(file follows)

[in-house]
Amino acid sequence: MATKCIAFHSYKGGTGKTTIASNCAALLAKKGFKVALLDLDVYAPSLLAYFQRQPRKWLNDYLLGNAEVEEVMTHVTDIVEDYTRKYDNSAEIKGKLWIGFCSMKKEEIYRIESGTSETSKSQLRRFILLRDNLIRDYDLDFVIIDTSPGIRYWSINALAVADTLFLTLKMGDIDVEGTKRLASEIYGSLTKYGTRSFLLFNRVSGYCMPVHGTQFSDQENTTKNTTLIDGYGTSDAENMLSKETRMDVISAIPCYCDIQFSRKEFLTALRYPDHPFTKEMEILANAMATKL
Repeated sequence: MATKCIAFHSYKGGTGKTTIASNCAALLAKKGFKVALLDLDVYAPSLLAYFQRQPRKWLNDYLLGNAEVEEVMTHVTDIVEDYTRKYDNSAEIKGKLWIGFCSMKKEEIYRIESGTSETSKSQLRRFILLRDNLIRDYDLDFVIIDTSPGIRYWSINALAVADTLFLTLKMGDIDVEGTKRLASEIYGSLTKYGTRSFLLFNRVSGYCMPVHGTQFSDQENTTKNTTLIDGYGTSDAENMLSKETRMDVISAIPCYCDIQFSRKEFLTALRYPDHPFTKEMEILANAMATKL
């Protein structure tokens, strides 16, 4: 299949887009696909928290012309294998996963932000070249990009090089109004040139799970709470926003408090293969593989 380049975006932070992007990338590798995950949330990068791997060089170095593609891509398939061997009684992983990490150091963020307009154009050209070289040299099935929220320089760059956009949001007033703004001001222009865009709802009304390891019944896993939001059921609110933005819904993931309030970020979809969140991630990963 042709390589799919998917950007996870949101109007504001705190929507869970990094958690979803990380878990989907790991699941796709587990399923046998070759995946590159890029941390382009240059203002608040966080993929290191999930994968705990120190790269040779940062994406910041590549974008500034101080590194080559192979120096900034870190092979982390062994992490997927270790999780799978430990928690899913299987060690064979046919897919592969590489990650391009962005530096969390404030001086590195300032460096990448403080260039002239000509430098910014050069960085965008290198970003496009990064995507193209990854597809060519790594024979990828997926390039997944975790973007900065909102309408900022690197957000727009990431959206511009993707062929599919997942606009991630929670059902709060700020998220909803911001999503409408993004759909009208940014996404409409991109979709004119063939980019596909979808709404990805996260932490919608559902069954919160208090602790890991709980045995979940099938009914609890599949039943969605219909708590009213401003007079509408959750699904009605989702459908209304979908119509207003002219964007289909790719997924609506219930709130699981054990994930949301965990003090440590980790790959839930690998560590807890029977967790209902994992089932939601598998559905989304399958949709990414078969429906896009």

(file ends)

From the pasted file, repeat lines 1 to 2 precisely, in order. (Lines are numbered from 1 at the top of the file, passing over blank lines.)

[in-house]
Amino acid sequence: MATKCIAFHSYKGGTGKTTIASNCAALLAKKGFKVALLDLDVYAPSLLAYFQRQPRKWLNDYLLGNAEVEEVMTHVTDIVEDYTRKYDNSAEIKGKLWIGFCSMKKEEIYRIESGTSETSKSQLRRFILLRDNLIRDYDLDFVIIDTSPGIRYWSINALAVADTLFLTLKMGDIDVEGTKRLASEIYGSLTKYGTRSFLLFNRVSGYCMPVHGTQFSDQENTTKNTTLIDGYGTSDAENMLSKETRMDVISAIPCYCDIQFSRKEFLTALRYPDHPFTKEMEILANAMATKL